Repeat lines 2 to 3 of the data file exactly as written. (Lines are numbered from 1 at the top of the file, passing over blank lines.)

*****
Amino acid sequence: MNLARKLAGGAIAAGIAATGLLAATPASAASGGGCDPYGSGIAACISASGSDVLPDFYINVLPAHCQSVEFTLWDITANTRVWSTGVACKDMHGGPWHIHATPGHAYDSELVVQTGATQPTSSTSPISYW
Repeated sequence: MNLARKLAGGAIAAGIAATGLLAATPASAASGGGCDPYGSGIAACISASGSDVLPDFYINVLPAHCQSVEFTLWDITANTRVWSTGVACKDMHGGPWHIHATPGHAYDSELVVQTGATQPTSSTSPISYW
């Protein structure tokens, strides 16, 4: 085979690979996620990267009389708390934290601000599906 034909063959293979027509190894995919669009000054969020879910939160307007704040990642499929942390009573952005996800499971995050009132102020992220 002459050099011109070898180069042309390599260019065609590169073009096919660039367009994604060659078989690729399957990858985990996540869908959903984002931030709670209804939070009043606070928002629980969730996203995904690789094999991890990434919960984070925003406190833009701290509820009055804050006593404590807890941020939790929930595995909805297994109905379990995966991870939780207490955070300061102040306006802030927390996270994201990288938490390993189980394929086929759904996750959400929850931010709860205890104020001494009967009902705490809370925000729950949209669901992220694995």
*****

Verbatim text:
Repeated sequence: MNLARKLAGGAIAAGIAATGLLAATPASAASGGGCDPYGSGIAACISASGSDVLPDFYINVLPAHCQSVEFTLWDITANTRVWSTGVACKDMHGGPWHIHATPGHAYDSELVVQTGATQPTSSTSPISYW
């Protein structure tokens, strides 16, 4: 085979690979996620990267009389708390934290601000599906 034909063959293979027509190894995919669009000054969020879910939160307007704040990642499929942390009573952005996800499971995050009132102020992220 002459050099011109070898180069042309390599260019065609590169073009096919660039367009994604060659078989690729399957990858985990996540869908959903984002931030709670209804939070009043606070928002629980969730996203995904690789094999991890990434919960984070925003406190833009701290509820009055804050006593404590807890941020939790929930595995909805297994109905379990995966991870939780207490955070300061102040306006802030927390996270994201990288938490390993189980394929086929759904996750959400929850931010709860205890104020001494009967009902705490809370925000729950949209669901992220694995």